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Please use this identifier to cite or link to this item: http://hdl.handle.net/123456789/19231

Title: Dental Caries Among Asthmatic Children Ages 5 To 10 Years Old In Riyadh, Saudi Arabia
Authors: Al Saud, Dr. Randa
Khounganian, Prof. Rita
Keywords: Pediatric Dentistry)
Issue Date: 6-Feb-2010
Abstract: OBJECTIVES: Previous studies have shown that asthmatic patients have a higher caries risk. This has been attributed to their medical condition as well as the physical and physiological effects of the medications pharmacotherapy. The aim of this study was to investigate the prevalence of dental caries among asthmatic children ages 5 to 10 years old in Riyadh, Saudi Arabia. MATERIALS AND METHODS: The present research integrated a dental clinical assessment with a questionnaire survey that was conducted on 400 children whose ages ranged from 5 to 10 years old. Out of the 200 children in the asthmatic group, 184 children were only included, with mean age of 6.96 ± 1.923 years, undergoing regular treatment with asthmatic medications from the Pediatric Pulmonary Clinic of King Khalid University Hospital and Dallah Private Hospital. The control group comprised of 200 healthy children randomly collected from the Pediatric Dental Clinic of the College of Dentistry, King Saud University, with mean age of 7.45 ± 1.837 years, having similar social backgrounds regarding parents’ education and employment. RESULTS: Decayed teeth were more common in asthmatic deciduous teeth with statistically significant difference (P = 0.048) whereas the missing and filled teeth were more common with statistically significant difference in the control group (P= 0.0001). There were no statistical significant differences in the decayed and missing teeth in the permanent teeth between the asthmatic and control group but there was a highly significant difference in the filled teeth in controls versus those of the asthmatic children (P < 0.0001) with significant difference in the DMFT in favor of the control group (P = 0.0135). The overall mean scores of dmft/DMFT were statistically significant in the control group on account of the asthmatic children. There was no statistically significant correlation between prevalence of caries and severity of asthma or with the number of drugs taken at a given time. There was a highly significant correlation between prevalence of dental caries and oral hygiene status in the asthmatic children where P < 0.0001. Good oral hygiene was associated with low dmft and DMFT, whereas the poorer the oral hygiene status the higher was the dmft and DMFT values. There was a direct relationship between age and dental caries since ϒs = 0.0155 and P = 0.018 which was statistically significant (P < 0.05). No relationship, however, was observed between the total number of medications and prevalence of dental caries ϒs = 0.005 and P = 0.474, respectively. Regarding dental erosion of the deciduous teeth, there was a statistically significant difference in the asthmatic children in comparison with the controls (P = 0.0005) whereas no statistical significance was observed in relation to dental erosion and severity of asthma (P = 0.785). CONCLUSIONS: Our findings support the null hypothesis where no significant relationship was detected between asthma and dental caries in 5 to 10 years old asthmatic children in Riyadh, Saudi Arabia.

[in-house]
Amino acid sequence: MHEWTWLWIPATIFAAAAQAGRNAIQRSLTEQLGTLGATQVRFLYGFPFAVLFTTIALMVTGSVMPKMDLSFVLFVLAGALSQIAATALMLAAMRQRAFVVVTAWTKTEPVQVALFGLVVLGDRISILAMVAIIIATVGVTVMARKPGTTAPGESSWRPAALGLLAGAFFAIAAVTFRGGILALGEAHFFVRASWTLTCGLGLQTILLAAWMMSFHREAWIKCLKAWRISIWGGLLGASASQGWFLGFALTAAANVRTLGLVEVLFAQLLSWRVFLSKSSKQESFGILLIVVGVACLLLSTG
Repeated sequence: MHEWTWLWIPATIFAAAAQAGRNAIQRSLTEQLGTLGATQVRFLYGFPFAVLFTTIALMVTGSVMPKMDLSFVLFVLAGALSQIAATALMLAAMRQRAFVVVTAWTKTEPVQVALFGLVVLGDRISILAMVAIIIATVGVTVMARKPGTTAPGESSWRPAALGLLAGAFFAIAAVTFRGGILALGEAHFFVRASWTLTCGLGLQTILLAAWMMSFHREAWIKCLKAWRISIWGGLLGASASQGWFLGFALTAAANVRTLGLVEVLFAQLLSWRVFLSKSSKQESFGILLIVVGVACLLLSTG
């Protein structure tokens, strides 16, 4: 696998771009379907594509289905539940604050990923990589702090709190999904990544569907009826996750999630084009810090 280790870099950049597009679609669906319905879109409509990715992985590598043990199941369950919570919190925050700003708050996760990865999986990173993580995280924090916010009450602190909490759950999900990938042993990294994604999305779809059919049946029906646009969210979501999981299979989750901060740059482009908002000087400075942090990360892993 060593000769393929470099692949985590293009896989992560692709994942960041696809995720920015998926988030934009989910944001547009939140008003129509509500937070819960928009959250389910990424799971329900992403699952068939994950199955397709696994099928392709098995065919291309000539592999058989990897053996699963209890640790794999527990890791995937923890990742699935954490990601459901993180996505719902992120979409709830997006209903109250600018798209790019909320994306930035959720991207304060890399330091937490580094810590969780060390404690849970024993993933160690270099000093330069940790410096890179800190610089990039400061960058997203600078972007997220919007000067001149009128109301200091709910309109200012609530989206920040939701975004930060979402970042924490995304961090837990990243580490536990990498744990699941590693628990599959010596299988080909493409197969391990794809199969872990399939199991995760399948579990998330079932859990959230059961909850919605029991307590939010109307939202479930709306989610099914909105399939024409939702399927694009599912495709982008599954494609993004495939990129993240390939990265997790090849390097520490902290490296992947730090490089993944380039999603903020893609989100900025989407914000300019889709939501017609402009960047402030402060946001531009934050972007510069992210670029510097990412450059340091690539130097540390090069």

Description: Masters
URI: http://hdl.handle.net/123456789/19231
Appears in Collections:College of Dentistry

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